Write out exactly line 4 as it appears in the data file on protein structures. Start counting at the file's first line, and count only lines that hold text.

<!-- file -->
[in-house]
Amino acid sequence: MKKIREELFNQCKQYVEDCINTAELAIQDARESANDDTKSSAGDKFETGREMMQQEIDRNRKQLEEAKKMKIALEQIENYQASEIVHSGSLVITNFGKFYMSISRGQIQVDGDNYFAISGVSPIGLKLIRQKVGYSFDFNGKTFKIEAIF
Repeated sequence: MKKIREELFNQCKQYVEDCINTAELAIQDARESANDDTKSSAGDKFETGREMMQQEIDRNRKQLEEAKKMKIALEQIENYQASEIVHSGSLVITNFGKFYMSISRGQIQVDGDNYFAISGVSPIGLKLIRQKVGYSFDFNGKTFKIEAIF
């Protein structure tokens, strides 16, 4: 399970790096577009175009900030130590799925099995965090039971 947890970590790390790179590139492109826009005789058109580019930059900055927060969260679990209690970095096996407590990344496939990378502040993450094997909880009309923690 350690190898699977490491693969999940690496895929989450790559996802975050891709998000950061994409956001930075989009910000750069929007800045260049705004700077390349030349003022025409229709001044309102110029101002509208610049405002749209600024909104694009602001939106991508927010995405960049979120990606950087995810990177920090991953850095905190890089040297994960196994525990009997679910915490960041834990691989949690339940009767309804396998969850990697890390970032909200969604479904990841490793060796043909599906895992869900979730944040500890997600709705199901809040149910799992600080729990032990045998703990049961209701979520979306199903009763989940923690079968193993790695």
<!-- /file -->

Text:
């Protein structure tokens, strides 16, 4: 399970790096577009175009900030130590799925099995965090039971 947890970590790390790179590139492109826009005789058109580019930059900055927060969260679990209690970095096996407590990344496939990378502040993450094997909880009309923690 350690190898699977490491693969999940690496895929989450790559996802975050891709998000950061994409956001930075989009910000750069929007800045260049705004700077390349030349003022025409229709001044309102110029101002509208610049405002749209600024909104694009602001939106991508927010995405960049979120990606950087995810990177920090991953850095905190890089040297994960196994525990009997679910915490960041834990691989949690339940009767309804396998969850990697890390970032909200969604479904990841490793060796043909599906895992869900979730944040500890997600709705199901809040149910799992600080729990032990045998703990049961209701979520979306199903009763989940923690079968193993790695």